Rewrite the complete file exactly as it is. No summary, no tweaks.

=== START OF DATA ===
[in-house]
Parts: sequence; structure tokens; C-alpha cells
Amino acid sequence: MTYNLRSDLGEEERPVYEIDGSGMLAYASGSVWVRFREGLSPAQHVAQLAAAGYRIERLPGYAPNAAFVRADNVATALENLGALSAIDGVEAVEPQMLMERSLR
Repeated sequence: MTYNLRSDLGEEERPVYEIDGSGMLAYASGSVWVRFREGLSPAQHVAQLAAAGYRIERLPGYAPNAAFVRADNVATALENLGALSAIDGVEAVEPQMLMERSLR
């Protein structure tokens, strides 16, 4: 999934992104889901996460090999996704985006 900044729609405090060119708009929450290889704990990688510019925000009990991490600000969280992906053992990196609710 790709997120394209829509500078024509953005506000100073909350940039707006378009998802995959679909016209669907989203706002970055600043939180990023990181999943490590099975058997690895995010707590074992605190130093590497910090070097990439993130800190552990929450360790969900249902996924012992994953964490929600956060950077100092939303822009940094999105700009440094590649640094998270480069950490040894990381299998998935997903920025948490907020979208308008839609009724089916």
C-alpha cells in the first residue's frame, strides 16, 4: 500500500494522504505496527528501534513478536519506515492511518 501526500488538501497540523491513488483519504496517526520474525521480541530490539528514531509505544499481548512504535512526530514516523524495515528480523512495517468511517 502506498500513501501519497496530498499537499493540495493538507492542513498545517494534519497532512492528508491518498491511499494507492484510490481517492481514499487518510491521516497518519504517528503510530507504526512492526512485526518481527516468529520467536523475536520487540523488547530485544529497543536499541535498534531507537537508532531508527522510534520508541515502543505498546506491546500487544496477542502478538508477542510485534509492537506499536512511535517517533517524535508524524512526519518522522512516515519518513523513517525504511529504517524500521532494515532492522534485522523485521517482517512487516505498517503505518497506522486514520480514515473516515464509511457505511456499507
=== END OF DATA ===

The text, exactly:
[in-house]
Parts: sequence; structure tokens; C-alpha cells
Amino acid sequence: MTYNLRSDLGEEERPVYEIDGSGMLAYASGSVWVRFREGLSPAQHVAQLAAAGYRIERLPGYAPNAAFVRADNVATALENLGALSAIDGVEAVEPQMLMERSLR
Repeated sequence: MTYNLRSDLGEEERPVYEIDGSGMLAYASGSVWVRFREGLSPAQHVAQLAAAGYRIERLPGYAPNAAFVRADNVATALENLGALSAIDGVEAVEPQMLMERSLR
């Protein structure tokens, strides 16, 4: 999934992104889901996460090999996704985006 900044729609405090060119708009929450290889704990990688510019925000009990991490600000969280992906053992990196609710 790709997120394209829509500078024509953005506000100073909350940039707006378009998802995959679909016209669907989203706002970055600043939180990023990181999943490590099975058997690895995010707590074992605190130093590497910090070097990439993130800190552990929450360790969900249902996924012992994953964490929600956060950077100092939303822009940094999105700009440094590649640094998270480069950490040894990381299998998935997903920025948490907020979208308008839609009724089916």
C-alpha cells in the first residue's frame, strides 16, 4: 500500500494522504505496527528501534513478536519506515492511518 501526500488538501497540523491513488483519504496517526520474525521480541530490539528514531509505544499481548512504535512526530514516523524495515528480523512495517468511517 502506498500513501501519497496530498499537499493540495493538507492542513498545517494534519497532512492528508491518498491511499494507492484510490481517492481514499487518510491521516497518519504517528503510530507504526512492526512485526518481527516468529520467536523475536520487540523488547530485544529497543536499541535498534531507537537508532531508527522510534520508541515502543505498546506491546500487544496477542502478538508477542510485534509492537506499536512511535517517533517524535508524524512526519518522522512516515519518513523513517525504511529504517524500521532494515532492522534485522523485521517482517512487516505498517503505518497506522486514520480514515473516515464509511457505511456499507